after shifting the unstable poles from 3.6 ±j25.9 to optimum position that is -5.726±9.498.
Note; these values -5.726±9.498 are obtained by using Matlab function lqr by taking R=1 and Q=C’*C.
The dominant closed loop poles are now specified at ζ
=0.756 and ωn=9.497rad/s
The new system is now stable with LQR Controller in closed loop:

V. COMPARISON OF VARIOUS DESIGN TECHNIQUES

The Linearized incremental state space model for a single machine system with its voltage regulator with
four state variables has been developed. The single machine system without PSS is found unstable with
roots in RHP. The system dynamic response without PSS is simulated using Simulink for 0.05 p.u
disturbance in mechanical torque. MATLAB coding is used for conventional PSS design techniques, the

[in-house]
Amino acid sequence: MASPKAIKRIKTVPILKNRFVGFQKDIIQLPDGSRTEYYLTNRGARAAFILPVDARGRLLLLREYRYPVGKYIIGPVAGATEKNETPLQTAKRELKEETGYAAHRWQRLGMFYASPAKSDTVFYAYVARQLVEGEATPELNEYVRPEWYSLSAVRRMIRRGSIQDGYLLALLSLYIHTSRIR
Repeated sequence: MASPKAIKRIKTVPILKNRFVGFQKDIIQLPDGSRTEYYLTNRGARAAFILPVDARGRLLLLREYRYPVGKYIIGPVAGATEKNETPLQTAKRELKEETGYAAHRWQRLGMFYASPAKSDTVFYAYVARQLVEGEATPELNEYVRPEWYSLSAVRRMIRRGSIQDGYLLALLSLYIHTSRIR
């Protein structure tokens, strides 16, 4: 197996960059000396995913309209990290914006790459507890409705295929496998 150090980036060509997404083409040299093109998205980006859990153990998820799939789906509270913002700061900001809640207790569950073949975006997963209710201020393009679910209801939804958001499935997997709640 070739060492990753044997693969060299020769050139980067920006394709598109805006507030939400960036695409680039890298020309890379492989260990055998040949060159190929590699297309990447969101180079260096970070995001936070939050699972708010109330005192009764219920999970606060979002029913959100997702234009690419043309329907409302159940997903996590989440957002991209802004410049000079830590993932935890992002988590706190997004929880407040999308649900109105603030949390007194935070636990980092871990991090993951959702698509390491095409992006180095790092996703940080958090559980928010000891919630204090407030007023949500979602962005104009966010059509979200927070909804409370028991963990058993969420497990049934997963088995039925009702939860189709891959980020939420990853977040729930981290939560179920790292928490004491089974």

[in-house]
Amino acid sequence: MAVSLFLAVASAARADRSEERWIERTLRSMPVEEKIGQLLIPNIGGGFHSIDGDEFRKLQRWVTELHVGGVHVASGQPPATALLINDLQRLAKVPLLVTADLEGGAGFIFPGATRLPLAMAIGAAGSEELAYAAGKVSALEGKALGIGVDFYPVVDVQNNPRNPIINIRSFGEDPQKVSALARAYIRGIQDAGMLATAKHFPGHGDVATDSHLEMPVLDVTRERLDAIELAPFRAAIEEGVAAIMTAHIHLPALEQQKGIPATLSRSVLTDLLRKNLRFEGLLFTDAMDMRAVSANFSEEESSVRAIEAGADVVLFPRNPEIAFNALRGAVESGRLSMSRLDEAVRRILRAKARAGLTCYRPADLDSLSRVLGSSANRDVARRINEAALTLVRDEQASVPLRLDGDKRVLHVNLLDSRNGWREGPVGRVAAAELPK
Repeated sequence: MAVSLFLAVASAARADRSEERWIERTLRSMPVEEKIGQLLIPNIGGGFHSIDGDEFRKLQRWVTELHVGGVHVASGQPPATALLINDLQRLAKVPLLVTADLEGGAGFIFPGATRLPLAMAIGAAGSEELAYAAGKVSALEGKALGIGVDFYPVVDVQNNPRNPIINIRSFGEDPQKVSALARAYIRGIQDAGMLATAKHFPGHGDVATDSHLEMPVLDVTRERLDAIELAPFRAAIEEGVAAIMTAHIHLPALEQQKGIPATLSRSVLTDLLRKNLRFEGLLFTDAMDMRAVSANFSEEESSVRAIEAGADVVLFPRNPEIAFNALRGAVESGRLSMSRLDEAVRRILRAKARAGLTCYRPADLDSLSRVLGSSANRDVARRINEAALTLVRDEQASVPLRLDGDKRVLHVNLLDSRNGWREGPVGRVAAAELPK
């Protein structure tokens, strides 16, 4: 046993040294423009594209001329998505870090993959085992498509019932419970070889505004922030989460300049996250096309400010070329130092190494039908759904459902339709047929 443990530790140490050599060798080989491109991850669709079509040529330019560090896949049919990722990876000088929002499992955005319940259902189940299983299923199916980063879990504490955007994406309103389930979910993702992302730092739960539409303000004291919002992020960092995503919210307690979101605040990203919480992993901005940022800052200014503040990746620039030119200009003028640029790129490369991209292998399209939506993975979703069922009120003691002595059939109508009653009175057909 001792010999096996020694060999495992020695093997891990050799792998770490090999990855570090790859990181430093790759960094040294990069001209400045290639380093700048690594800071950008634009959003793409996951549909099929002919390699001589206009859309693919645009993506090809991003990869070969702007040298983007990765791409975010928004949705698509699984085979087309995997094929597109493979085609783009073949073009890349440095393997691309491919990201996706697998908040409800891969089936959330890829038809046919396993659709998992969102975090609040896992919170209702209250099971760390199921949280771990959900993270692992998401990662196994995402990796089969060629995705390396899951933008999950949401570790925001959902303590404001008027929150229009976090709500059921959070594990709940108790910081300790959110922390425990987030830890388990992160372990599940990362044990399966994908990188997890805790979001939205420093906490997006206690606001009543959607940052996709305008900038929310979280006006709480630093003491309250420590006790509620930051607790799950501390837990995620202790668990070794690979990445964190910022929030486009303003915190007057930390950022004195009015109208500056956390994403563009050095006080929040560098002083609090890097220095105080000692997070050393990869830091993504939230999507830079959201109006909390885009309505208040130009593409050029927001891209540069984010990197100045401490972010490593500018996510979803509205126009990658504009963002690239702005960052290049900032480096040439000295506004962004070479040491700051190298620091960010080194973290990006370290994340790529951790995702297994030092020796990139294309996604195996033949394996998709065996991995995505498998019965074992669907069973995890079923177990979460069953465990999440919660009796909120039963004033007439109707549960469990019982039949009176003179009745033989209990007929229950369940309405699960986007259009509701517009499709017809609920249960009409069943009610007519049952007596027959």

final values of gain (K), and phase lead time constant (T) as 16 and 0.2287 respectively are taking from [8]
and given to the Simulink block. While LQR PSS, design techniques obtain a vector of K from Matlab
function lqr are also given to the Simulink block. The dynamic response curves for the variables Δω, Δδ
and ΔEfd are taken from the Simulink. The system responses curves of open loop system, the conventional
PSS (CPSS), LQR based PSS are compared.
Shaft speed deviation is taken as the input to the all the PSSs. So the PSS is also called as delta-omega PSS.
The system dynamic response with PSS is simulated using these Simulink diagrams for 0.05 p.u step
change in mechanical torque ΔTm. The dynamic response curves for the variables change in speed deviation
(Δω), change in rotor angle deviation (Δδ
) and change in Exciter voltage deviation (ΔEfd) of the single
machine system with PSS are plotted for three different types of PSSs are shown in Figs. 3– 11. It is
observed that the oscillations in the system output variables with PSS are well suppressed. Table 1-3 shows
the eigenvalues of different load condition while Table 4-5 shows conventional PSS parameters and LQR
parameters for different load condition

VI. S IMULATION RESULTS